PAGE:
Day 2: Gapyeong Gu - Seoul. Approx 55miles with 4100ft Climbing.
We woke to a frozen world. It had dropped to -1 in the night. Although beautiful looking out onto the morning sunrise, it was hard to accept we had to get out onto the bikes.
A couple of coffees and some motivational chat later, we were down on the main road.
The harsh morning sun really did give us strength. Going in and out of ever increasing sun filled patches while cycling up the valley kept our cold heads in good spirits.
The climbing was constant slow and hard. We stopped once in a sunny patch of road for Kseniia to warm her feet with her hands, but otherwise battled on and finally reached the first peak.
It was very anticlimactic. Views were blocked and although there was a few people there, we didn’t hang around for anything. On these mountain descents in South Korea, they carve in small groves (about the size of a 19c road tyre) In order to help water or ice flow down the road in a more controlled manner. They were very nerve-racking for me as I know what it is like to get your wheel onto something that makes you loose control of the front wheel. No major problem, it just took away the full potential joy of descending lovely autumn mountain roads.
The next ascent would take us up to the closest point we’d be to the North Korean boarder. At the foot of the climb, by a T-junction, we stopped. There was an empty military check point we wanted to photograph due to its ominous silence in the bottom of the valley we were in. Something looming. Something you could easily miss if you weren’t fully aware of where you were in the world.
I’d actually found the whole military presence on our trip very subtle. There were many times that I had only received a hint from the signs of it around me. Even when groups of American soldiers in Seoul passed us on our night in Icheon, they had seemed to blend into the madness of the area, like a regular intimidating group of ‘jocks’ on a night out.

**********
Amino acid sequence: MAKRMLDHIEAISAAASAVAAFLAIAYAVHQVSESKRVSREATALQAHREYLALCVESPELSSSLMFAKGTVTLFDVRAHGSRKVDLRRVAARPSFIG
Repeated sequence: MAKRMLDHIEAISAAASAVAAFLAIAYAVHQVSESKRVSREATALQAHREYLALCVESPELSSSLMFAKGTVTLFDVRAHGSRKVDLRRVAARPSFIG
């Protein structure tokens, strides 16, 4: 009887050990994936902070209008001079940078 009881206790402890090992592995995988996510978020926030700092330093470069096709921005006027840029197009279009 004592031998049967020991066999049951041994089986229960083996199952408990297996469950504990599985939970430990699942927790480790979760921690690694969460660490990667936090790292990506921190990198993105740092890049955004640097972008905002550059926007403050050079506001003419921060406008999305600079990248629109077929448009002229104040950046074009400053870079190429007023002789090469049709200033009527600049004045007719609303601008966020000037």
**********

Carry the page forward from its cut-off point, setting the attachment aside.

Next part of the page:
Apart from an eye-opening and grin-making motorcycle gang, driving Harleys and blaring out k-pop, passing us, the climb again was slow and quiet. We crested the top: Another anti-climax of views being shrouded by trees. But Kseniia now knew we wouldn’t have to do any more climbs like that again. A well deserved break, chat, and we got on our way down this steeper descent.
By this time we were much behind schedule (we had started late again this morning, of course). I was getting a bit worried and therefore pushing to go a bit faster down these descents. Somewhere we could make back time. It was becoming increasingly obvious we weren’t going to get back before dark. Also Kseniia had started to hurt. First long bike ride always does this to the rider, and although I knew none of her pains were serious (due to the low extremity of the displeasure she was displaying), it didn’t change the fact that it was adding to the challenge. I was empathetic yet mission driven.